MLB umpires' union clarifies use of electronics at spring training sites

Hours after baseball commissioner Rob Manfred indicated that an electronic strike zone would be used in spring training games, the executive committee of the umpires' union clarified that news, indicating that the electronics would not be used in place of a plate ump's judgment.

Rather, as umpires go through their regular spring work, MLB will be operating an electronic zone for nine games in Florida as it continues to refine its system that is expected to be implemented in the years ahead.

The umpires' committee released a statement to ESPN on Wednesday evening that read: "Reports that MLB will use 'robo-umps' to call balls and strikes in spring training games this year are completely inaccurate. ... Our understanding is that a camera-based tracking system will be running in the background during some spring training games for technology development and training purposes. But any game in which a Major League Baseball umpire is working will have a human calling balls and strikes."

A Major League Baseball official confirmed this.

The umpires' statement also addressed their stance on the electronic strike zone.

The union, according to the statement, "has never opposed the use of technology to improve the accuracy of calls, including on balls and strikes, if it can be done while protecting the integrity of the game. We do not claim to be perfect and we work constantly to improve our performance.

"But no automated system will be perfect either, and we have concerns about potential fundamental changes to pitch-calling that will need to be accepted by both the players and the fans.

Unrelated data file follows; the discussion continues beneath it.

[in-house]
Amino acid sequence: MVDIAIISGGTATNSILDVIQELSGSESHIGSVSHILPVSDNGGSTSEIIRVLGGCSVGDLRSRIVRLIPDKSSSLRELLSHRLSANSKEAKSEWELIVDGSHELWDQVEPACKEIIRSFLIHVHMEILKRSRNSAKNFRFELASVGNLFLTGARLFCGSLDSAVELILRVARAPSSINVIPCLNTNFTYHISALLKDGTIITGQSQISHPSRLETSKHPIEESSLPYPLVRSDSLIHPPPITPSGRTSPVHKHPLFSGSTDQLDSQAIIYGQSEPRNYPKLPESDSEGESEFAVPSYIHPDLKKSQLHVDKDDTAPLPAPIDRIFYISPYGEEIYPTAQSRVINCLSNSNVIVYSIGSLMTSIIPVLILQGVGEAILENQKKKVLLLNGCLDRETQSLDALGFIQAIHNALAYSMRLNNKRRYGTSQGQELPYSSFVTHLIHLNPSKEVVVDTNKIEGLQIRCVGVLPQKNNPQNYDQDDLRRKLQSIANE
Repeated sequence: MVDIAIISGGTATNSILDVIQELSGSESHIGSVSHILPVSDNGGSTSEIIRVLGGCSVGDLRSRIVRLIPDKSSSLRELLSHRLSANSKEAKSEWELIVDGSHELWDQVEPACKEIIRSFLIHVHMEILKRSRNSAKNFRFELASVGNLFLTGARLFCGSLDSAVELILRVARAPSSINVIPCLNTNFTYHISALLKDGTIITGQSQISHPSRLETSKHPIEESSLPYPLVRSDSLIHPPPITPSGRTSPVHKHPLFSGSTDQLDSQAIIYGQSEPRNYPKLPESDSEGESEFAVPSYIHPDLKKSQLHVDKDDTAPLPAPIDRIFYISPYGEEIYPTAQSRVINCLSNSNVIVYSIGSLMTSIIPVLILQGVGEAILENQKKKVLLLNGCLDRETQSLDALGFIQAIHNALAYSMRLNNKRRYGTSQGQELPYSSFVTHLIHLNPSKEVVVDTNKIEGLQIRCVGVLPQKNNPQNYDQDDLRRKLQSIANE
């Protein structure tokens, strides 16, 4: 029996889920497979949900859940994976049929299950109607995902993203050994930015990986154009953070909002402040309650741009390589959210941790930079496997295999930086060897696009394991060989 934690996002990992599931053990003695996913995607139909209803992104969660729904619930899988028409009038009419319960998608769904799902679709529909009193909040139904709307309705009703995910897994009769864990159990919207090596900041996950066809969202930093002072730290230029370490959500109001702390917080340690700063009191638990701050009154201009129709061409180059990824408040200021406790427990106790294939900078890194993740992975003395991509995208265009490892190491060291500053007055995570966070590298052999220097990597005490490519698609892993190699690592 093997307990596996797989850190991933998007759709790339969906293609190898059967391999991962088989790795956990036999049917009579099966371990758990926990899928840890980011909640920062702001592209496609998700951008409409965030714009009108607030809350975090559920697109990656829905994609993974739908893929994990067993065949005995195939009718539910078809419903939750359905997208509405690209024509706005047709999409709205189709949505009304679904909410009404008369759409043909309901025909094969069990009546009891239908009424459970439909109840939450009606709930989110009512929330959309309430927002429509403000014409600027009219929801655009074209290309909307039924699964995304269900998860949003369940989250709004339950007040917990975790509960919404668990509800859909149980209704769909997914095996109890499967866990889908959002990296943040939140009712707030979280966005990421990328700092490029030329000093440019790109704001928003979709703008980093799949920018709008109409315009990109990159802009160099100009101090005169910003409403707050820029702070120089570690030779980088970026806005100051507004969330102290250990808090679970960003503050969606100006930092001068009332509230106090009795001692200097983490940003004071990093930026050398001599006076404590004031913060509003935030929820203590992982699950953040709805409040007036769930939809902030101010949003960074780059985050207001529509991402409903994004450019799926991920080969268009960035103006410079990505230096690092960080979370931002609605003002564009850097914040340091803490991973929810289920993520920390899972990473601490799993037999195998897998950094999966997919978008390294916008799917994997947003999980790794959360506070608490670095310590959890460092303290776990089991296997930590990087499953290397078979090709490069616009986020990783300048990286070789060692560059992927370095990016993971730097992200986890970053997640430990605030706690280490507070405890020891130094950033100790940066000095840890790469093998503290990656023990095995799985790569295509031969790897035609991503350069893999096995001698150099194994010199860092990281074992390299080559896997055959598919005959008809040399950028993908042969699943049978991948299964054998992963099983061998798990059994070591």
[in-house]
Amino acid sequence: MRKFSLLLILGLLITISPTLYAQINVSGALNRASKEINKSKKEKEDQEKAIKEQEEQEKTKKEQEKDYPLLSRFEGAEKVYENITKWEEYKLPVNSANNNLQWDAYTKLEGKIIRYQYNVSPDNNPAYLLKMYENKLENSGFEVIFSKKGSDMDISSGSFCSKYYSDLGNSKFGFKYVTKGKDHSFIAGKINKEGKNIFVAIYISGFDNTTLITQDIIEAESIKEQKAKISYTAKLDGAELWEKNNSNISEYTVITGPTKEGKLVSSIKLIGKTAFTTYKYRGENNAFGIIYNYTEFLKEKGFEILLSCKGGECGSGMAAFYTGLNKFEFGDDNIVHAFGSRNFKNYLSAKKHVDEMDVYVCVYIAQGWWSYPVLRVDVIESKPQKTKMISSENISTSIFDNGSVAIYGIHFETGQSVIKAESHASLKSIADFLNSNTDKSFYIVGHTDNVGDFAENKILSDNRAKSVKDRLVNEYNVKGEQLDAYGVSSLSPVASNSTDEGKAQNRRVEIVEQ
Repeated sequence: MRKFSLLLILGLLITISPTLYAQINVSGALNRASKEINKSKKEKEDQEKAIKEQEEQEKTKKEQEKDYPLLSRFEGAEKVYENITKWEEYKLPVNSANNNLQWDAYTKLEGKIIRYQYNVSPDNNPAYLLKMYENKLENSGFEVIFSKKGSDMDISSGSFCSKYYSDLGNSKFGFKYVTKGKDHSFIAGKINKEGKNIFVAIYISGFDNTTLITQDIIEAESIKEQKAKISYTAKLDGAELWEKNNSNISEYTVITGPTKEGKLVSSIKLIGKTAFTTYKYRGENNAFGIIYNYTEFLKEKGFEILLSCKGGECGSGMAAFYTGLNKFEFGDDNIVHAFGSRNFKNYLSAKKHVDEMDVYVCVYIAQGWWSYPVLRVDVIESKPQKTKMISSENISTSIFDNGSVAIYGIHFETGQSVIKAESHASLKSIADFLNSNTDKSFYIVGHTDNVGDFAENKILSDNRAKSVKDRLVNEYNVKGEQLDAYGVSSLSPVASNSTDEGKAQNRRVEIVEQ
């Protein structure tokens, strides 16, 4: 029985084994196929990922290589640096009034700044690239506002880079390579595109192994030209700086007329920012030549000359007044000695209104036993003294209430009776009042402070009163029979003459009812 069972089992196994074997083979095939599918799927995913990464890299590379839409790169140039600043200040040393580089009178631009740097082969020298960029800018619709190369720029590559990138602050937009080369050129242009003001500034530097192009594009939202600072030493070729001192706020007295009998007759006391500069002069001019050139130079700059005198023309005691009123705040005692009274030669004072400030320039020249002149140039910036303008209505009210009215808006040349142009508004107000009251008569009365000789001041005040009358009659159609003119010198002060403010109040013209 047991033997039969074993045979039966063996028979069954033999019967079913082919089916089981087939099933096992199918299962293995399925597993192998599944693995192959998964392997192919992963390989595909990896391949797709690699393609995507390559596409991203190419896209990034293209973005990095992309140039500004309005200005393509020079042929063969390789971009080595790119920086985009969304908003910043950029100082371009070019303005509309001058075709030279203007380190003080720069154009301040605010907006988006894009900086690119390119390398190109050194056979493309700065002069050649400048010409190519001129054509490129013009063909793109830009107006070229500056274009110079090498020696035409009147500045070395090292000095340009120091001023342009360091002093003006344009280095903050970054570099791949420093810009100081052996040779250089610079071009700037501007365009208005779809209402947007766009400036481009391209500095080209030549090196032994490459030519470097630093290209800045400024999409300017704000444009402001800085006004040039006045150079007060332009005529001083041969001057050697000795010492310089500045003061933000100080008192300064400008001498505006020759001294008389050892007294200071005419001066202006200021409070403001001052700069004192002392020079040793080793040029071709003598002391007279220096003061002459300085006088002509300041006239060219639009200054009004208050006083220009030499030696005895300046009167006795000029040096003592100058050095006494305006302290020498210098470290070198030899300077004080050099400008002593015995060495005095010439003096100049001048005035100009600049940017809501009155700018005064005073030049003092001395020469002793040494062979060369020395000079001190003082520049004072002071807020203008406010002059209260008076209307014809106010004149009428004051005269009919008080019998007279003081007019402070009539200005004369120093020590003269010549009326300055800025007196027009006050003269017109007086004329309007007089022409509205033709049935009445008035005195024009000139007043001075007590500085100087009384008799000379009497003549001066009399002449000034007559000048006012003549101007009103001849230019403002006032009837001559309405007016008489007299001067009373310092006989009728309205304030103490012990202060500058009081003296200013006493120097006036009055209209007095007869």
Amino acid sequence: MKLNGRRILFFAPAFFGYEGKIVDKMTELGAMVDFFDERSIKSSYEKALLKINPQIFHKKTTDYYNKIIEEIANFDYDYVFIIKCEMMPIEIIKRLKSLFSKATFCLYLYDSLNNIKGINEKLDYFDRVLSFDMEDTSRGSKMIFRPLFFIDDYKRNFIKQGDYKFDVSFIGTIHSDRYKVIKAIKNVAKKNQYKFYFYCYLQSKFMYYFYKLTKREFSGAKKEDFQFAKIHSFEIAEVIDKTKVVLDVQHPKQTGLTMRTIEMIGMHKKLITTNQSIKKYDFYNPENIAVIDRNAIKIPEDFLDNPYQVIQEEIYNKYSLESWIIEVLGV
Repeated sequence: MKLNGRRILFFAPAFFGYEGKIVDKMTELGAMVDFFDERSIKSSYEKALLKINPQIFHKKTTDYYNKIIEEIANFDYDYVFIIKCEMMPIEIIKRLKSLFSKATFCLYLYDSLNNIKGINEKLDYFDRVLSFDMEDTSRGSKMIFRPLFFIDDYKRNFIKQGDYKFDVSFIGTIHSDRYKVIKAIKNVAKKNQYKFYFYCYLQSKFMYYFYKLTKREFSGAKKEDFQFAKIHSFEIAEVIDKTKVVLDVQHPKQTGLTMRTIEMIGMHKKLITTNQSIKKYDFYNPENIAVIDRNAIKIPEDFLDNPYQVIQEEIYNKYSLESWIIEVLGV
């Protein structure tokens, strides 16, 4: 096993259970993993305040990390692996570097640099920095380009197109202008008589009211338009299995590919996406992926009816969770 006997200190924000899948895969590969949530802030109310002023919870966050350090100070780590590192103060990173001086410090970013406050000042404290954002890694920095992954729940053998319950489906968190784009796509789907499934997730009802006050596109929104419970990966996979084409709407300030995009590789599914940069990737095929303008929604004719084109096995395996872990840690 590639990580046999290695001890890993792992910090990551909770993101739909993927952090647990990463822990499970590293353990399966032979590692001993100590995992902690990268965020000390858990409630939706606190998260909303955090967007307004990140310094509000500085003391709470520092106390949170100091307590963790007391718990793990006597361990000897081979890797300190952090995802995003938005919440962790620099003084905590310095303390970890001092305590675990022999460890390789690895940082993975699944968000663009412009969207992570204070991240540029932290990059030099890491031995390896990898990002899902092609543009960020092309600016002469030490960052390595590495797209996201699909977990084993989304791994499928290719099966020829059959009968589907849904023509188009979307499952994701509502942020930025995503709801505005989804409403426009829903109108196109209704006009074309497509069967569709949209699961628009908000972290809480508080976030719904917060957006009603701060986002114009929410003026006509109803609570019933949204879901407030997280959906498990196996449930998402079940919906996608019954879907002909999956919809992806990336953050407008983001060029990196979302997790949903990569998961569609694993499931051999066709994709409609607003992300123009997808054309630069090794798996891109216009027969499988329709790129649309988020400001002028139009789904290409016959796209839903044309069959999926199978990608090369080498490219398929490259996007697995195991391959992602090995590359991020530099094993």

"To achieve this new contract with the owners, however, we agreed that MLB can use [the electronic strike zone], if important conditions are met, and after a process through which umpires will have direct input into when and how the technology enters Major League games, including spring training games. We believe our involvement will be crucial to preserving fair play if the owners are determined to introduce this fundamental change.

"We bargained hard for these protections, and the process we negotiated has not even started. Use of ... technology in spring training games this year would be premature and would violate our new agreement. We have received absolutely no word from the Office of the Commissioner that MLB intends to do that."

MLB began experimenting with a computerized strike zone last year in the independent Atlantic League. Plate umpires, crouched in their normal position behind the catcher, wore earpieces connected to a phone that relayed ball or strike calls from a camera system.

Baseball also used the system in the Arizona Fall League last season.

Manfred cautioned Wednesday during an interview with Fox Business Network that referring to the system as robots "may be an overstatement" and emphasized that "from the fans' perspective, it looks exactly like it looks today."

"The current strike zone design is actually three-dimensional," Manfred said, "and a camera is better at calling a three-dimensional strike zone than the human eye."